The concepts of National Socialism and Christianity are irreconcilable… Our National Socialist ideology is far loftier than the concepts of Christianity, which in their essential points have been taken over from Jewry.

No top Nazi leaders had a liberal or atheistic family. Himmler regularly attended Catholic services, but became increasingly obsessed with the Aryans, sending out parties to find Christian and Cathar relics like the Holy Grail and the Spear of Longinus. Even so, according to the head of the SD, he built the SS on Jesuit lines, especially their methods of psychological imprinting and conditioning. Hitler even called Himmler “my Ignatius Loyola”. Goering, least ideological among top Nazis, sometimes endorsed and sometimes criticized both Protestant and Catholic traditions. Goebbels turned against Catholicism and toward a reformed Aryan faith. Hitler’s appointed ruler of Yugoslavia, A Pavelic, was a Croatian Catholic, who set about murdering Slavs, the Greek Orthodox Serbs. Pope Pius received Pavelic in private audience, thereby approving his regime, and remained silent about its nature.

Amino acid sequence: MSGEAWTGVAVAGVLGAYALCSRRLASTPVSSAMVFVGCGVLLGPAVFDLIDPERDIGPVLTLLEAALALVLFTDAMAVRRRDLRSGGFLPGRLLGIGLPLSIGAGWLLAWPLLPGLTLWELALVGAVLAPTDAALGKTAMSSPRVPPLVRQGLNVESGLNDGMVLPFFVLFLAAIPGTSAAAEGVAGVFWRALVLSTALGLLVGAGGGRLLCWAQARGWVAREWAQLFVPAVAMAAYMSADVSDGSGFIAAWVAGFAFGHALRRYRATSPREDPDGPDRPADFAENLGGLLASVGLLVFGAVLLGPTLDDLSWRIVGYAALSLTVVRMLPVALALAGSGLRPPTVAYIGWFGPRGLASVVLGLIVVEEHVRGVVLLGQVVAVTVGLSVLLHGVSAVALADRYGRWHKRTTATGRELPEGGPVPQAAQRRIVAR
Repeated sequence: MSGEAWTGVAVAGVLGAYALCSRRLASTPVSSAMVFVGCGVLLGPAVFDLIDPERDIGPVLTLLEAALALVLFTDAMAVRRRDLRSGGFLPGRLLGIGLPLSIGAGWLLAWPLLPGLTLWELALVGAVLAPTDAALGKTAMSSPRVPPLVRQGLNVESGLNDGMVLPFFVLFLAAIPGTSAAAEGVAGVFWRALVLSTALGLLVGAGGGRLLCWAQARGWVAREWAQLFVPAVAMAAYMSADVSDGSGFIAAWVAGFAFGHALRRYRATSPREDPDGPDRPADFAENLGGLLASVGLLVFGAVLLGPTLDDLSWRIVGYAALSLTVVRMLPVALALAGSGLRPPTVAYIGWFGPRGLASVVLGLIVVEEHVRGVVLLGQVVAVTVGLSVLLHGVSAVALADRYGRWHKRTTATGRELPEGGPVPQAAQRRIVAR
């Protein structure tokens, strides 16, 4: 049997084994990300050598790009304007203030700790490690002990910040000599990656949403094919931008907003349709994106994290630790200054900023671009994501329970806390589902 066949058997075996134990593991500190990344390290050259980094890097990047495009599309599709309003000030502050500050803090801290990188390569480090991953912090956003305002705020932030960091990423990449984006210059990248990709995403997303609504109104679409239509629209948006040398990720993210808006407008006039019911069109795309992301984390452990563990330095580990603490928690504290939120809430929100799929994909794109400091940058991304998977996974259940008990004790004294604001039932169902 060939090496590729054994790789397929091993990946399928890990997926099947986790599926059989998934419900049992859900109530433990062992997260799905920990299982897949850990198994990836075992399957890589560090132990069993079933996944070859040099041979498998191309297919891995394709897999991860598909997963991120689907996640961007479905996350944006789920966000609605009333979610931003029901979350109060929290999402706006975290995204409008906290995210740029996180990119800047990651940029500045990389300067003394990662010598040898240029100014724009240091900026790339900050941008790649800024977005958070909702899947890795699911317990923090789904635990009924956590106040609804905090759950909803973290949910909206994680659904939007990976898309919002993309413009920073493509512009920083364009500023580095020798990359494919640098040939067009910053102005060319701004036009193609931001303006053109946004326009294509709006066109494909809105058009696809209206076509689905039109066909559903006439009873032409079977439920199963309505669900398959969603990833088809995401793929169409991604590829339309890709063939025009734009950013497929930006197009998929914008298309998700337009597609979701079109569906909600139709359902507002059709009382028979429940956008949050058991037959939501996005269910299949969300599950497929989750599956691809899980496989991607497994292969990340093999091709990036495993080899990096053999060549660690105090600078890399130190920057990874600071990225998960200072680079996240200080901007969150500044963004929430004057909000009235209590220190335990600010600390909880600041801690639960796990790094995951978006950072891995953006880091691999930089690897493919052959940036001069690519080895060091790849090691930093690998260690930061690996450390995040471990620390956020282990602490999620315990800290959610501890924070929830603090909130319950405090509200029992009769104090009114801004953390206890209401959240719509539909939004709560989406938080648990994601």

Nazi War Criminal and Roman Catholic Cardinal Stepinac

Christopher Hitchens – Hitler, Fascism and the Catholic Church

Geoffrey Robertson QC: Pope Pius XII did everything to help the Nazis, and nothing to save the Jews